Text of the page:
Citing concerns about impacts "on our shared environmental, social and transportation goals," the City of Boston has cancelled a $25.6 million construction contract to rebuild Melnea Cass Boulevard in Roxbury.
In a letter shared with the press on Thursday afternoon, City of Boston Chief of Environment Chris Cook, Chief of Equity Dr. Karilyn Crockett, and Chief of Streets Chris Osgood announced that
"This is not the end but, instead, a new beginning for this project. We remain committed to advancing with urgency the aspirations that we share for this corridor -- improving safety for all who use this road; increasing resilience in an area prone to flooding and extreme heat; and, enhancing this ribbon of open space that curls through the heart of our city."
The letter also promises that the city will undertake a new public process later this spring to come up with a new design for the street, with a focus on strengthening the urban forest in the corridor.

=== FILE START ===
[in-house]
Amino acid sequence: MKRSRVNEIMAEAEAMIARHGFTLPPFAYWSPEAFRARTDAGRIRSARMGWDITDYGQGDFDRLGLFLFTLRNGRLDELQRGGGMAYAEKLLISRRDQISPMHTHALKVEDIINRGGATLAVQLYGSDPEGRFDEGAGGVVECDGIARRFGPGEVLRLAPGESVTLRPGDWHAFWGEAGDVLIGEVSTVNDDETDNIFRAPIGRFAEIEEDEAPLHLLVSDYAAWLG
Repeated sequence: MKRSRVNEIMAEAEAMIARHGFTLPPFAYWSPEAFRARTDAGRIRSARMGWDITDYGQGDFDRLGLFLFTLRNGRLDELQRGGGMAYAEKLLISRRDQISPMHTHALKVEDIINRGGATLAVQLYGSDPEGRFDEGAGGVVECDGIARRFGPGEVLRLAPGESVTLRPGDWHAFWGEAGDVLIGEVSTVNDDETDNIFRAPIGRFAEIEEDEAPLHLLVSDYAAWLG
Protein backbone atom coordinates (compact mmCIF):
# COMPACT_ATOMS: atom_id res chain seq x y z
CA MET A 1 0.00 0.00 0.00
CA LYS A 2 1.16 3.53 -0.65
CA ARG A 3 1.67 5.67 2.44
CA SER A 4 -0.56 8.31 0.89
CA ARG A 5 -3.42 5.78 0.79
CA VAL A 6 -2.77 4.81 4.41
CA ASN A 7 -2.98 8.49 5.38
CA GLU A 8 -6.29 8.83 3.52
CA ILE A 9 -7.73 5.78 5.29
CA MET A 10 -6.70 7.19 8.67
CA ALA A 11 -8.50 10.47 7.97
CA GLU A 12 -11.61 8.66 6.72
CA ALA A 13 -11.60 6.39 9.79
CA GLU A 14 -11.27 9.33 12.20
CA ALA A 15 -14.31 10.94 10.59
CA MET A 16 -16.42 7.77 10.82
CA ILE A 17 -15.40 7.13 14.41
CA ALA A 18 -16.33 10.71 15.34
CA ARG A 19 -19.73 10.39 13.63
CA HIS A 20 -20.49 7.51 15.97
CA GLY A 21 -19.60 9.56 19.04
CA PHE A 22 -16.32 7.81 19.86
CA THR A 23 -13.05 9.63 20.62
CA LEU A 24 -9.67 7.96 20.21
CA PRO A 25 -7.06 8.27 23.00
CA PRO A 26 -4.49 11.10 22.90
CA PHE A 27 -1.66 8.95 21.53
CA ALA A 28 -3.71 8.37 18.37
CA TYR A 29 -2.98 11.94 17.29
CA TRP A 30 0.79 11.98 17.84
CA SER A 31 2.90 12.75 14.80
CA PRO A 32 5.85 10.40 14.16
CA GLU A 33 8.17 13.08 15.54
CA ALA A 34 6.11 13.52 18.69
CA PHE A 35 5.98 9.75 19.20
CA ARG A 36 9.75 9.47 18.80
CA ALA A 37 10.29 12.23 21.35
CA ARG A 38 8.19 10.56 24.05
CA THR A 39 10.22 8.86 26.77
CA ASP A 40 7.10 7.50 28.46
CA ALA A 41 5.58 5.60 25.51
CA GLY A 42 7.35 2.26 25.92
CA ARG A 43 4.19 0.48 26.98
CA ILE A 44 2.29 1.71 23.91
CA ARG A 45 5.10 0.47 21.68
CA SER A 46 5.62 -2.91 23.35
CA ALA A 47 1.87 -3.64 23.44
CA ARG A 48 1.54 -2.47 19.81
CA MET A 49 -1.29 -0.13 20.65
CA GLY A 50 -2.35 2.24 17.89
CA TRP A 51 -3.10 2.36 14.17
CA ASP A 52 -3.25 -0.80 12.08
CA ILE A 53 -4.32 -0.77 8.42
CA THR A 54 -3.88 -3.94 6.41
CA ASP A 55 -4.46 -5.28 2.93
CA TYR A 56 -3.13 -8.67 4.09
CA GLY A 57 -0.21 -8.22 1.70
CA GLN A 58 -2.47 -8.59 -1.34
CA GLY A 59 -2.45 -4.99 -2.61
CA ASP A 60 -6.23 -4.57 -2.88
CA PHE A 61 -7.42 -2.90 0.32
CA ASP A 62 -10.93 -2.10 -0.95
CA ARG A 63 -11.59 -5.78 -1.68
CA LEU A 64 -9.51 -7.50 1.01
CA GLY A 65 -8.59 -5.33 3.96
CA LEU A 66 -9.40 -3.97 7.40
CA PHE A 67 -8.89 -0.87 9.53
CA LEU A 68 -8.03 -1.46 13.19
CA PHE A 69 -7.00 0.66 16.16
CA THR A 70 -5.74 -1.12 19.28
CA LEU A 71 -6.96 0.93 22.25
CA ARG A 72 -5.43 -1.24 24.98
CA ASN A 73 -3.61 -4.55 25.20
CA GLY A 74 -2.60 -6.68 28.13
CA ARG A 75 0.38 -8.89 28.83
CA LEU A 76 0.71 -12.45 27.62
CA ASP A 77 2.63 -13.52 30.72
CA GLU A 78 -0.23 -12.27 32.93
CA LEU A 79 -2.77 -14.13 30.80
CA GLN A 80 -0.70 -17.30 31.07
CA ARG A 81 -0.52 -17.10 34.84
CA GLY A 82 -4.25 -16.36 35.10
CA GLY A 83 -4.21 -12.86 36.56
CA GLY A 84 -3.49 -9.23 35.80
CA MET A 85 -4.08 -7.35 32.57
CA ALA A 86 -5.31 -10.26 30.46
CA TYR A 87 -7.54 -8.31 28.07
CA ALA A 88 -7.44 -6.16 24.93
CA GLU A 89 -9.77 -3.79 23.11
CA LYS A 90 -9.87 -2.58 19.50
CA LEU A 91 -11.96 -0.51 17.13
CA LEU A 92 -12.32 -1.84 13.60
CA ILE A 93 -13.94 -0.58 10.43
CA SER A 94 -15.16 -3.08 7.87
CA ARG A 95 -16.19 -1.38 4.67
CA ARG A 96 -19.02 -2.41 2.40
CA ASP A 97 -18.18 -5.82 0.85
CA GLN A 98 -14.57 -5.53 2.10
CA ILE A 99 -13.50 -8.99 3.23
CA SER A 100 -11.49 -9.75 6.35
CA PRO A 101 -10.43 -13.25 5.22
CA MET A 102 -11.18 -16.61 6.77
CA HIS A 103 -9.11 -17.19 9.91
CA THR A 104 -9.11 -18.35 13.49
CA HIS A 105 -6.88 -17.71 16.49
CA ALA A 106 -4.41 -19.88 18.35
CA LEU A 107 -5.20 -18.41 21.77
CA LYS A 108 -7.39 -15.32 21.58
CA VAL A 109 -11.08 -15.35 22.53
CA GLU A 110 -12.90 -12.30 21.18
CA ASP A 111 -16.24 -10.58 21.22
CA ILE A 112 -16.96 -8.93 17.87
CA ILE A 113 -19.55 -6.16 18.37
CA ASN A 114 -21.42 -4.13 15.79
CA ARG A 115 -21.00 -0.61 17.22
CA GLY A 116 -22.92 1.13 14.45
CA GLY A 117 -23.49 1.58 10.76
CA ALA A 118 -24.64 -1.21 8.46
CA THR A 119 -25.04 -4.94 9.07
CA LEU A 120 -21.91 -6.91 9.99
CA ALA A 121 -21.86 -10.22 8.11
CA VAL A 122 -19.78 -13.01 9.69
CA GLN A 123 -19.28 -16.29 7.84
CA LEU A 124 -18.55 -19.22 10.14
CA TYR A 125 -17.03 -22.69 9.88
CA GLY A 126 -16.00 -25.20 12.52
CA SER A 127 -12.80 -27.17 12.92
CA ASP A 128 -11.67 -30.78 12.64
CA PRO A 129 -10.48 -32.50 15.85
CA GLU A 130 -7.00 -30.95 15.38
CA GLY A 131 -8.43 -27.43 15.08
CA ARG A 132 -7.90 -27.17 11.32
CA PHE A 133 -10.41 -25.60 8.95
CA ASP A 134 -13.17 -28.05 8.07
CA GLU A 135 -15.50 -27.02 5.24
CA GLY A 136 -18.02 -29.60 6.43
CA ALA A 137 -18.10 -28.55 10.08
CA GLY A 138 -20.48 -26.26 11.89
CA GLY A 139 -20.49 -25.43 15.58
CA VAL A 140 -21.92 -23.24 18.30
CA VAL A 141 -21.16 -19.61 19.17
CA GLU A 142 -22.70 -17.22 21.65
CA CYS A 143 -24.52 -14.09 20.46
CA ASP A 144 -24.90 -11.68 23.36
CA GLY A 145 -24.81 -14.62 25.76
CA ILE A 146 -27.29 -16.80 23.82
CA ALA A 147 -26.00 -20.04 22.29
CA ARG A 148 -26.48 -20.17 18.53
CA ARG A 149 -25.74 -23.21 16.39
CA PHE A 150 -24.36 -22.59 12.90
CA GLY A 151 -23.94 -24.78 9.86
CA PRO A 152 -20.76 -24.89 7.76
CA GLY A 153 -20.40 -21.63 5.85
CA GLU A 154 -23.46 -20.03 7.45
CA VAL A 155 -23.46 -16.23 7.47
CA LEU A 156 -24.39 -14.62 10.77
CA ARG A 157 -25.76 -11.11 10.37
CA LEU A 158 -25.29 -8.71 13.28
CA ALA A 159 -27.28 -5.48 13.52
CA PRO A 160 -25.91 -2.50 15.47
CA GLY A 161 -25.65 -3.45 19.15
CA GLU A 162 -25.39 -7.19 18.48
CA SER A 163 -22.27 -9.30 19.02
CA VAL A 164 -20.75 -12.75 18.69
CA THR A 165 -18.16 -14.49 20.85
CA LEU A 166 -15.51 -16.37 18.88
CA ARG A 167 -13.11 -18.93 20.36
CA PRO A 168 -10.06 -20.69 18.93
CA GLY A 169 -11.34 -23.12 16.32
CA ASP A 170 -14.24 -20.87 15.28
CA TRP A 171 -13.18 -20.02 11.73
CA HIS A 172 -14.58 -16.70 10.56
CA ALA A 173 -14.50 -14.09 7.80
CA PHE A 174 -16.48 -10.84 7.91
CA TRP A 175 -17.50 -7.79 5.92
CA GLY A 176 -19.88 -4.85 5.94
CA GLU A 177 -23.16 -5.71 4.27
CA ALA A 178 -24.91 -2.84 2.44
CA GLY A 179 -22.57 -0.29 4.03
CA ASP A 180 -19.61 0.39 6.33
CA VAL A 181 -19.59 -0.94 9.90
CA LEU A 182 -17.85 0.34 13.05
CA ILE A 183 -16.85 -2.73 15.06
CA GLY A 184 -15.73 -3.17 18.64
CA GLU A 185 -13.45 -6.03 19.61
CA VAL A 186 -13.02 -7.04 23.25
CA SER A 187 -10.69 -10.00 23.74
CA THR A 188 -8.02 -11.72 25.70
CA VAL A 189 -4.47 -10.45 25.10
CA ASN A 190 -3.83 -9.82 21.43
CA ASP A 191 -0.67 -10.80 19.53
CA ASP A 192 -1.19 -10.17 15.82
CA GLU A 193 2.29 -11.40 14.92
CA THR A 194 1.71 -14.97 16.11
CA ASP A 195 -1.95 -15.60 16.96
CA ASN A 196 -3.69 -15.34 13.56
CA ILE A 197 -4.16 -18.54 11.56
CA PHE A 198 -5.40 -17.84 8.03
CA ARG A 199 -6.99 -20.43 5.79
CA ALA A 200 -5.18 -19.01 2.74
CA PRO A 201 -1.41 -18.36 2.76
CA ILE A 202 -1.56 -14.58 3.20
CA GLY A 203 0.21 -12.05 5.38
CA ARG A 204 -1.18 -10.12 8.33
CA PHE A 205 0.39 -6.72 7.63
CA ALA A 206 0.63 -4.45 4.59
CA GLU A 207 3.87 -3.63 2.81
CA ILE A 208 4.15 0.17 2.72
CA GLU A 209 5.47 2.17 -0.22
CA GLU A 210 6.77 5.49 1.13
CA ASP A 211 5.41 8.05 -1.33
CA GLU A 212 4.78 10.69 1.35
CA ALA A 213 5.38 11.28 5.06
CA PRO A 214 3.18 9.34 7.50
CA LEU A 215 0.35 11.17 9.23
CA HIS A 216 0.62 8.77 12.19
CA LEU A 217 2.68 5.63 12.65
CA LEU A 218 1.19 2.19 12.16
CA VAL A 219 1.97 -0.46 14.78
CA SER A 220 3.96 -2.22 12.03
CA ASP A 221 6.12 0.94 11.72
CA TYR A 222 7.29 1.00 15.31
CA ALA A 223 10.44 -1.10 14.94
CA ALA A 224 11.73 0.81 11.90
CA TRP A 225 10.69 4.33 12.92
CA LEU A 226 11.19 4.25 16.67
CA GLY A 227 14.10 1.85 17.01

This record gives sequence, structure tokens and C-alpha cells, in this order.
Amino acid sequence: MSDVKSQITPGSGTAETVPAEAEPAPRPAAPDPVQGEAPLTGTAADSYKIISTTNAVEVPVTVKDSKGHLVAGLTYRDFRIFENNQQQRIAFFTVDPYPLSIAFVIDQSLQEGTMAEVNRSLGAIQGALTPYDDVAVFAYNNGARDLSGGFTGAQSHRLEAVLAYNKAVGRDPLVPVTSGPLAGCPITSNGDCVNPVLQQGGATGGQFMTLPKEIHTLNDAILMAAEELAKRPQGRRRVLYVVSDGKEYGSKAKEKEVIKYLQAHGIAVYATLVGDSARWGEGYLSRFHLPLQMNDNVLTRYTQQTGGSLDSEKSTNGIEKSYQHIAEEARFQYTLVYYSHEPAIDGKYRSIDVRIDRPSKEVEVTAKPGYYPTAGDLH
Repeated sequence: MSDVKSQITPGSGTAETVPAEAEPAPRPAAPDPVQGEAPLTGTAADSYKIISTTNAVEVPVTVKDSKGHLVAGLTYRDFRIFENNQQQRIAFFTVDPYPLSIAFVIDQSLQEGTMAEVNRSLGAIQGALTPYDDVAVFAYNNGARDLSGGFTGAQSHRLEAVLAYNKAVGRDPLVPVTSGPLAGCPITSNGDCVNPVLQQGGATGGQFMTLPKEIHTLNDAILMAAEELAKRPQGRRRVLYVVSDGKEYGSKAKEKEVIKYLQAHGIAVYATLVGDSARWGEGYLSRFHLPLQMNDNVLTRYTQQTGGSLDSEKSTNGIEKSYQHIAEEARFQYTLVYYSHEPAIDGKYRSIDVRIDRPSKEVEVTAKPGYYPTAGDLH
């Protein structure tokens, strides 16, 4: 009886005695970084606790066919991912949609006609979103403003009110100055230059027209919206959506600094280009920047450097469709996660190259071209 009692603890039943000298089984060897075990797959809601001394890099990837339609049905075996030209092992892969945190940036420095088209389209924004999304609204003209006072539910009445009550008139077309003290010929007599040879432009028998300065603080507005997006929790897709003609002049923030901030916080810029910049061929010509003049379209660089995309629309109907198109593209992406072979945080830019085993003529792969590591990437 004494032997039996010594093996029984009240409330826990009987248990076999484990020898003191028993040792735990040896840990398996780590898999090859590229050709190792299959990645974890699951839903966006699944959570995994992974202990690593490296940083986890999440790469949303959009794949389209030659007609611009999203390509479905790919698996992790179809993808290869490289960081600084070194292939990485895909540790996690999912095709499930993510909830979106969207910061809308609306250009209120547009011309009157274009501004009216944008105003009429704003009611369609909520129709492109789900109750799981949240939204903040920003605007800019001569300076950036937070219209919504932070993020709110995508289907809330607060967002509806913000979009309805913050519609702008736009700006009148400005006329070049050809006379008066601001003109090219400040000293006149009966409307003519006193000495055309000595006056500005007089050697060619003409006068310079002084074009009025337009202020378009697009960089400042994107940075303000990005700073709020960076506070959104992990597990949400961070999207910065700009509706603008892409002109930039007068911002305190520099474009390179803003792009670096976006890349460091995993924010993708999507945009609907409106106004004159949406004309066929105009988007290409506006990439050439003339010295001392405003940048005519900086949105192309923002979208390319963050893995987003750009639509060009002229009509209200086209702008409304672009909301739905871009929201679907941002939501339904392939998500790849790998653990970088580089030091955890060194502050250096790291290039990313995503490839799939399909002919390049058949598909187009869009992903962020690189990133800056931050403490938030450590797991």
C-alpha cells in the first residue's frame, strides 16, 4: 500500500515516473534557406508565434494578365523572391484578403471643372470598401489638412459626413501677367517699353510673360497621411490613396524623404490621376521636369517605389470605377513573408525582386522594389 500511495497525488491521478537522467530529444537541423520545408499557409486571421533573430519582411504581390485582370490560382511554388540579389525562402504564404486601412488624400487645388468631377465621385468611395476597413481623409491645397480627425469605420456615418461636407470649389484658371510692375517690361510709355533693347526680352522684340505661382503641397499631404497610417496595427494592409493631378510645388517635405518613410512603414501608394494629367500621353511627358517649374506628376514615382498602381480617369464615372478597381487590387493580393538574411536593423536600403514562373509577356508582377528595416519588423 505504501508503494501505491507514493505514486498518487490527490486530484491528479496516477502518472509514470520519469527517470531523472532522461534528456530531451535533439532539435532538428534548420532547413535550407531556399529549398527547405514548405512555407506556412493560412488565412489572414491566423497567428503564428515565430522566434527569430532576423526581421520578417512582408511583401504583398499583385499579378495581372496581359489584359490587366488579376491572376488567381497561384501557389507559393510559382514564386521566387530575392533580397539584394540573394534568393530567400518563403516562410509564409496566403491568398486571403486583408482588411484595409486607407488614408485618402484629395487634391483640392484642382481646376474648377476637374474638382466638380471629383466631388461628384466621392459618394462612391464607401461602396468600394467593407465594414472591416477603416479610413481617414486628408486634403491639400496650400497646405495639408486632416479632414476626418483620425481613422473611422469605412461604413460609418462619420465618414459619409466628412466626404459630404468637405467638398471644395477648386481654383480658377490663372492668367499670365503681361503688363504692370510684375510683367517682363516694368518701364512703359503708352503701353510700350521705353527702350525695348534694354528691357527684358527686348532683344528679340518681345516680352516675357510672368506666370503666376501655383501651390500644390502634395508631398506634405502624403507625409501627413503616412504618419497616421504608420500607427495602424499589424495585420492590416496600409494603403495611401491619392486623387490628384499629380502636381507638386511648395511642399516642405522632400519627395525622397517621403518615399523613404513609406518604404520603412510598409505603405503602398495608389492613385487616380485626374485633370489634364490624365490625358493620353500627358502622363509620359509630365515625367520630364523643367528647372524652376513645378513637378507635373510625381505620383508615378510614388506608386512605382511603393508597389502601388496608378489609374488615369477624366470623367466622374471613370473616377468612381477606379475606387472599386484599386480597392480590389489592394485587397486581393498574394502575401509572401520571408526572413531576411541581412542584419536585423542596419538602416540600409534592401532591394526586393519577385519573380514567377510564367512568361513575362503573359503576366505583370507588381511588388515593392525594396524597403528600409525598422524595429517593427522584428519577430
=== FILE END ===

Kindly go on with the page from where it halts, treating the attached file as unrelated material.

The city and MassDOT began planning for a complete reconstruction of Melnea Cass in 2011, specifying in outreach materials that the project would seek to create “a pedestrian friendly environment with safe crossings” and include “bus rapid-transit and bicycle accommodation along the corridor.”
But environmental advocates in the surrounding neighborhoods of Roxbury protested the new plan's proposed removal of at least 121 mature trees.
“Thousands of families will be affected by this environmental racism,” said Tomiqua Williams, a member of the Friends of Melnea Cass, at a Sept. 14 press event. “The city moving full steam ahead is a vehicle of the colonial mentality for Roxbury, everyone else thinking they know what’s best for us Roxbury residents.”
The Friends of Melnea Cass are celebrating the city's decision to cancel the contract, and looking forward to redesigning the street as a neighborhood greenway, with less pavement and even more trees.
"It’s amazing," said Yvonne Lalyre, a organizer with the Friends of Melnea Cass, in a phone conversation on Monday morning. "One of the things I’m very grateful for is how we realized how everybody cares about trees – we just need to make people aware, and they respond... This was just the right moment for (the city) to pay attention, and it worked. I’m inspired by the trees."